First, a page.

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Intensity at noon, Speed at 11:00, Mix at 11:00.
It was obvious that Danelectro could do dirt, but I wondered if they could do modulation. I played around with some of the other entries in the Cool Cat series, but was left a little wanting with items like the Chorus and the Trem (both respectable as value picks, but nothing that would wow experienced players). Then I stumbled across the Cool Cat Vibe, which surprised me with a versatile range and a mess of tasty sounds. I should note before going any further for players looking for a Univibe sound – or the uniquely off-kilter Univibe impression done by the superb Danelectro Chicken Salad – that this probably isn’t going to fit the bill. The Cool Cat Vibe is more of a vibrato, with the manual calling it akin to “a prehistoric chorus that has emerged from a swamp.” Take that as you will. Featuring Mix, Speed and Intensity knobs across the top, the Cool Cat makes it simple to dial in a number of really smooth vibe sounds, from deep, organic swooshes to fast rotating speaker sounds. There were even some pseudo-chorus sounds to be found with the right settings. If you’re a true tweaker, or just like really overdone effects, there is also a trimpot located inside the unit which controls the overall intensity (although it should be said that in the stock position the Intensity knob has more than enough range) although this isn’t advertised by the company in the manual. Sonically, the Cool Cat Vibe sounds great, and could hang with vibe boxes twice the price. There’s a little bit of a high-end roll off, which helps keep everything smooth and fluid, along with a slight volume boost. The volume boost is perhaps one of the more controversial design decisions here, and it’ll either escape your perception or drive you absolutely nuts. If your rig if carefully calibrated from beginning to end, this pedal may be disqualified immediately by adding in saturation; likewise, players with hot pickups or a heavy hand will be able to make the Vibe breakup. That said, if you’re playing a grungy Hendrix cover, it only adds to the pedal’s aura. Regardless, a simple Volume control could have been a nice addition to enable players to control the level, and resulting tone, themselves. .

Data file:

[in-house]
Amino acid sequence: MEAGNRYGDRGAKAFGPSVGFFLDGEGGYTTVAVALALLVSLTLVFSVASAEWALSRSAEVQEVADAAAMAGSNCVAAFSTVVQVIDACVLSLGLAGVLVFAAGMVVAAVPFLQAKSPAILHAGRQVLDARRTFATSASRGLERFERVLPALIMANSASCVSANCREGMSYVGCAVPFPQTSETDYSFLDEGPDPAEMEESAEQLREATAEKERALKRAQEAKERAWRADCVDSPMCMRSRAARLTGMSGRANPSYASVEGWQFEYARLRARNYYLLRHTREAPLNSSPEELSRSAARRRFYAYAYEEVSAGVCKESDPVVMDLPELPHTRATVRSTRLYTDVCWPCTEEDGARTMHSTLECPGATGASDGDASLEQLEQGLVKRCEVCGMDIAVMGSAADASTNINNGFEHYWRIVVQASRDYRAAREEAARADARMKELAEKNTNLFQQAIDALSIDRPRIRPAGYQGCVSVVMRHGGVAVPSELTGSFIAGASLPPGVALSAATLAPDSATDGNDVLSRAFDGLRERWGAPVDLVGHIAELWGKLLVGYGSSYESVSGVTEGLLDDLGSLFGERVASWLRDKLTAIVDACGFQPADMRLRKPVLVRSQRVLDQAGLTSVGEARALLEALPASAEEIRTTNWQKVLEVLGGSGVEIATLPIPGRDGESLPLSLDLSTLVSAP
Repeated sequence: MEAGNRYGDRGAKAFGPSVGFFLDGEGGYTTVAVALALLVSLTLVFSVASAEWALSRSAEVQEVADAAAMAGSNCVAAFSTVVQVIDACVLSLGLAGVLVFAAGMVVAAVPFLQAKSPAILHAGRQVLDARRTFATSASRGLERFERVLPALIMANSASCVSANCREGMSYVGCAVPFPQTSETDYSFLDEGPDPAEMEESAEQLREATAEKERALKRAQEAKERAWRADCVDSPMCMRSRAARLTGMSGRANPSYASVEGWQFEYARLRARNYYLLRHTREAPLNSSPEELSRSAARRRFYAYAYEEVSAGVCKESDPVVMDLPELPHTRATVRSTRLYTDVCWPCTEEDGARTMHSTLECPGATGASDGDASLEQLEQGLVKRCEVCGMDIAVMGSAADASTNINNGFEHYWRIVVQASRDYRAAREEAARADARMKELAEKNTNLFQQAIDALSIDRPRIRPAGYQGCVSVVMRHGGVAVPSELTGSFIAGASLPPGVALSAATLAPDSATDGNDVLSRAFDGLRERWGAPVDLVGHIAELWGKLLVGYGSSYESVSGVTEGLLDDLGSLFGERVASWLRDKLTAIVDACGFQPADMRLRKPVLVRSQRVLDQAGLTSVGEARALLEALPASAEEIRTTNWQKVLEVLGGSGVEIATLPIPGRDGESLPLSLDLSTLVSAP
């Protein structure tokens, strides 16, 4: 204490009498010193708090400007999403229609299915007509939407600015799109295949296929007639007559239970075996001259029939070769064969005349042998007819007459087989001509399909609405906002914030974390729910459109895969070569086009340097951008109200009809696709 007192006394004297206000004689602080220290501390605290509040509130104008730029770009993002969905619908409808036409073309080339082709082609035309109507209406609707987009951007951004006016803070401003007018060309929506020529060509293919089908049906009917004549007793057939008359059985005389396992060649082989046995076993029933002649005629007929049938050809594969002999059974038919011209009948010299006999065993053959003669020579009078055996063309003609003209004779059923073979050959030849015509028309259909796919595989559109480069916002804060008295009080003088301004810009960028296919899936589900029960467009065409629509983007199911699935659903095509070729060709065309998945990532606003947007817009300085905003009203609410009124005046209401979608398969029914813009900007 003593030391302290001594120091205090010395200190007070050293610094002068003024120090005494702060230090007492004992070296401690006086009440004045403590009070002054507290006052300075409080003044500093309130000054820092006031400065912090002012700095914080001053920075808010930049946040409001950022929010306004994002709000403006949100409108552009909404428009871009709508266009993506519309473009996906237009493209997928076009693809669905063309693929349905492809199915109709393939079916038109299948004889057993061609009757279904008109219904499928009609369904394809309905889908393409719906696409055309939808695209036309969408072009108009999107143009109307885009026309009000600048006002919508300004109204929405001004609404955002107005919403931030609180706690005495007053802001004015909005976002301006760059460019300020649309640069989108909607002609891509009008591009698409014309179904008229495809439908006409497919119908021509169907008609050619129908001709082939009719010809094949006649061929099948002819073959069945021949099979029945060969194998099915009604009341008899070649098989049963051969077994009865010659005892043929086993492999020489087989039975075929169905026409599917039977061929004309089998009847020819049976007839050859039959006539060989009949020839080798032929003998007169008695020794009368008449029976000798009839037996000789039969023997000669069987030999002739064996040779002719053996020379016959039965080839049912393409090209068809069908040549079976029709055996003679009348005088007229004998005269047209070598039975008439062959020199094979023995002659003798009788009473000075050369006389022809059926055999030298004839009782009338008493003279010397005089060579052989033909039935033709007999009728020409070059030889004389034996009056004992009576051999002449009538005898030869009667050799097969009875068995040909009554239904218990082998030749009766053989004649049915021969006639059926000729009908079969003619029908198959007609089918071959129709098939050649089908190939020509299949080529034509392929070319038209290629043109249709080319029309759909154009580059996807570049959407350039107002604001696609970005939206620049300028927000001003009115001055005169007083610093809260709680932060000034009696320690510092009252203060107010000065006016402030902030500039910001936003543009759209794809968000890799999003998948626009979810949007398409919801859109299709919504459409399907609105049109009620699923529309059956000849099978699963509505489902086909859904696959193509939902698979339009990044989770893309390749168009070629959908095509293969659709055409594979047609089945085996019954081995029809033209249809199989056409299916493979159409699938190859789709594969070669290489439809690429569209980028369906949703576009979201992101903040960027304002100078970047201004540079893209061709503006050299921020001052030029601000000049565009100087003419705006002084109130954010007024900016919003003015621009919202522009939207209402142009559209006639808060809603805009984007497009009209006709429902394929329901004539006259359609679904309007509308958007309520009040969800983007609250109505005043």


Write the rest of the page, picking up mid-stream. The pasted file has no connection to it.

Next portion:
you’ve been looking for a solid, organic vibe on the cheap
you can’t deal with the slight signal boost
MSRP $69 - Danelectro- danelectro.com
In the end, the Cool Cat series from Danelectro is a solid collection of effects available for a fraction of the price of the boutique stuff. And while these mass produced pedals may not have all of the nuances or responsiveness of high-end effects, they certainly do one hell of a job. Add in the fact that they’ve been well updated with solid metal cases, sturdy footswitches and jacks and true bypass wiring, and you cannot go wrong. Even if you pick one up and don’t dig it, you can always give it away as a holiday gift. And isn’t that truly gearhead peace of mind?